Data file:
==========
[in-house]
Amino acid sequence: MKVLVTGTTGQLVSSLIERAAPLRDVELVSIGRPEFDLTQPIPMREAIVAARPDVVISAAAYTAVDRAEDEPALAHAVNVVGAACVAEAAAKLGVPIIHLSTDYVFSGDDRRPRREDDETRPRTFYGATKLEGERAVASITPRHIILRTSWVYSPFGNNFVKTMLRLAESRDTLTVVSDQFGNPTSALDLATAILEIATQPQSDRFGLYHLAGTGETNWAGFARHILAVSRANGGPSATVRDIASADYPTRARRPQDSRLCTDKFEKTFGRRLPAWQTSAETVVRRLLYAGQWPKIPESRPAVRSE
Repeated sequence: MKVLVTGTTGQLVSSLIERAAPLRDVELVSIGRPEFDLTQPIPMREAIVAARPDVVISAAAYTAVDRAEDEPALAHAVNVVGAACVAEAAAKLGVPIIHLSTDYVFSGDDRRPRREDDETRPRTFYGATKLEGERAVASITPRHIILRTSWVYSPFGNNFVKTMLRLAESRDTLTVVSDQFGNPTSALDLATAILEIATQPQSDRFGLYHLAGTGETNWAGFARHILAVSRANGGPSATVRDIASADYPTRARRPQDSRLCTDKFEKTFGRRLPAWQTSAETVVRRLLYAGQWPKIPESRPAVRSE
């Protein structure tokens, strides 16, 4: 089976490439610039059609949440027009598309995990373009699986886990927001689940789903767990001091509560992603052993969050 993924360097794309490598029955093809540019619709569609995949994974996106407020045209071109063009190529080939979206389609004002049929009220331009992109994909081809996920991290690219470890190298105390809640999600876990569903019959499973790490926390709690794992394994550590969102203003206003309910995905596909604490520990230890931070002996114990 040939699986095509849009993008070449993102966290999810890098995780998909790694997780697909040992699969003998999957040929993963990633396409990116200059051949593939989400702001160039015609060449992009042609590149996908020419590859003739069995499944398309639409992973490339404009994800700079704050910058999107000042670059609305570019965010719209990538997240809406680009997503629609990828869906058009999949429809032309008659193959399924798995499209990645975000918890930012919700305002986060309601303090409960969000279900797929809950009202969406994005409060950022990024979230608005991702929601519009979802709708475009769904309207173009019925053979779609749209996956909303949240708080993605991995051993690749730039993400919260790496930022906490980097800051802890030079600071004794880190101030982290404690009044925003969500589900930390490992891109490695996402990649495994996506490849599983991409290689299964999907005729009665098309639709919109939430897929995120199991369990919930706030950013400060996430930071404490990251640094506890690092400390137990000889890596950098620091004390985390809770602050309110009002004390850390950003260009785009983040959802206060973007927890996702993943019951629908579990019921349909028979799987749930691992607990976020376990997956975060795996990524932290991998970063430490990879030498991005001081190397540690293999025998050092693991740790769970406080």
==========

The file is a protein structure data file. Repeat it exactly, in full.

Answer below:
[in-house]
Amino acid sequence: MKVLVTGTTGQLVSSLIERAAPLRDVELVSIGRPEFDLTQPIPMREAIVAARPDVVISAAAYTAVDRAEDEPALAHAVNVVGAACVAEAAAKLGVPIIHLSTDYVFSGDDRRPRREDDETRPRTFYGATKLEGERAVASITPRHIILRTSWVYSPFGNNFVKTMLRLAESRDTLTVVSDQFGNPTSALDLATAILEIATQPQSDRFGLYHLAGTGETNWAGFARHILAVSRANGGPSATVRDIASADYPTRARRPQDSRLCTDKFEKTFGRRLPAWQTSAETVVRRLLYAGQWPKIPESRPAVRSE
Repeated sequence: MKVLVTGTTGQLVSSLIERAAPLRDVELVSIGRPEFDLTQPIPMREAIVAARPDVVISAAAYTAVDRAEDEPALAHAVNVVGAACVAEAAAKLGVPIIHLSTDYVFSGDDRRPRREDDETRPRTFYGATKLEGERAVASITPRHIILRTSWVYSPFGNNFVKTMLRLAESRDTLTVVSDQFGNPTSALDLATAILEIATQPQSDRFGLYHLAGTGETNWAGFARHILAVSRANGGPSATVRDIASADYPTRARRPQDSRLCTDKFEKTFGRRLPAWQTSAETVVRRLLYAGQWPKIPESRPAVRSE
């Protein structure tokens, strides 16, 4: 089976490439610039059609949440027009598309995990373009699986886990927001689940789903767990001091509560992603052993969050 993924360097794309490598029955093809540019619709569609995949994974996106407020045209071109063009190529080939979206389609004002049929009220331009992109994909081809996920991290690219470890190298105390809640999600876990569903019959499973790490926390709690794992394994550590969102203003206003309910995905596909604490520990230890931070002996114990 040939699986095509849009993008070449993102966290999810890098995780998909790694997780697909040992699969003998999957040929993963990633396409990116200059051949593939989400702001160039015609060449992009042609590149996908020419590859003739069995499944398309639409992973490339404009994800700079704050910058999107000042670059609305570019965010719209990538997240809406680009997503629609990828869906058009999949429809032309008659193959399924798995499209990645975000918890930012919700305002986060309601303090409960969000279900797929809950009202969406994005409060950022990024979230608005991702929601519009979802709708475009769904309207173009019925053979779609749209996956909303949240708080993605991995051993690749730039993400919260790496930022906490980097800051802890030079600071004794880190101030982290404690009044925003969500589900930390490992891109490695996402990649495994996506490849599983991409290689299964999907005729009665098309639709919109939430897929995120199991369990919930706030950013400060996430930071404490990251640094506890690092400390137990000889890596950098620091004390985390809770602050309110009002004390850390950003260009785009983040959802206060973007927890996702993943019951629908579990019921349909028979799987749930691992607990976020376990997956975060795996990524932290991998970063430490990879030498991005001081190397540690293999025998050092693991740790769970406080």